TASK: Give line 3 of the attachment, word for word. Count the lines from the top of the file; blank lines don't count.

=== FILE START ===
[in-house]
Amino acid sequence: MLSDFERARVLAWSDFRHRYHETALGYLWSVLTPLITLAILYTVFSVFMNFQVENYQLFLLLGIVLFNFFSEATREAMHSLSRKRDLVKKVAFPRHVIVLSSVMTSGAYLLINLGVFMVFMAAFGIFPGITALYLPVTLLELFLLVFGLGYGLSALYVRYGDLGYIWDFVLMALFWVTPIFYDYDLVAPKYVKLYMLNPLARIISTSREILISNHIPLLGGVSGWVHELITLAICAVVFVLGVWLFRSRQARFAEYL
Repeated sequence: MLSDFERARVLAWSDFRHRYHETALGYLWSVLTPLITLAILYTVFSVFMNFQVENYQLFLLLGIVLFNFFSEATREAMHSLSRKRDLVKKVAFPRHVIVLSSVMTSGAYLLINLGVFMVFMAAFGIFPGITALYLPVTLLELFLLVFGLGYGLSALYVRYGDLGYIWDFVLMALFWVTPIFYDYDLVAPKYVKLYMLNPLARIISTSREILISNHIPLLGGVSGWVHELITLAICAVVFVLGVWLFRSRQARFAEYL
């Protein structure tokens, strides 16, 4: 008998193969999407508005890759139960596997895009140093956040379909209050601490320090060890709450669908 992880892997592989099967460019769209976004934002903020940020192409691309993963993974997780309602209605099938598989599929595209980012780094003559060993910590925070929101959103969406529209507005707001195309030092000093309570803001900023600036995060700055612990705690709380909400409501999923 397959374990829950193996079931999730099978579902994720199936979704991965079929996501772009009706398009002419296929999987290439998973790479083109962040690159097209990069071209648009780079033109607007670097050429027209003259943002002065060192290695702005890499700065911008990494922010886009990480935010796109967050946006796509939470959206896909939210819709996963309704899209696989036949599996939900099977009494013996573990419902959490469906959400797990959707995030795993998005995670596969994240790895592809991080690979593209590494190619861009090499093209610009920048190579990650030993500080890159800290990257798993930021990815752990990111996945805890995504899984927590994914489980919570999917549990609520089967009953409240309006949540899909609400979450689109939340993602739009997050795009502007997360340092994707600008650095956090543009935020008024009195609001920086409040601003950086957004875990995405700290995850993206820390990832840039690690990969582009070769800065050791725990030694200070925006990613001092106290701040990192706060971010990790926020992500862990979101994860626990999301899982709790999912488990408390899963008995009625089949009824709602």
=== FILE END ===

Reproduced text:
Repeated sequence: MLSDFERARVLAWSDFRHRYHETALGYLWSVLTPLITLAILYTVFSVFMNFQVENYQLFLLLGIVLFNFFSEATREAMHSLSRKRDLVKKVAFPRHVIVLSSVMTSGAYLLINLGVFMVFMAAFGIFPGITALYLPVTLLELFLLVFGLGYGLSALYVRYGDLGYIWDFVLMALFWVTPIFYDYDLVAPKYVKLYMLNPLARIISTSREILISNHIPLLGGVSGWVHELITLAICAVVFVLGVWLFRSRQARFAEYL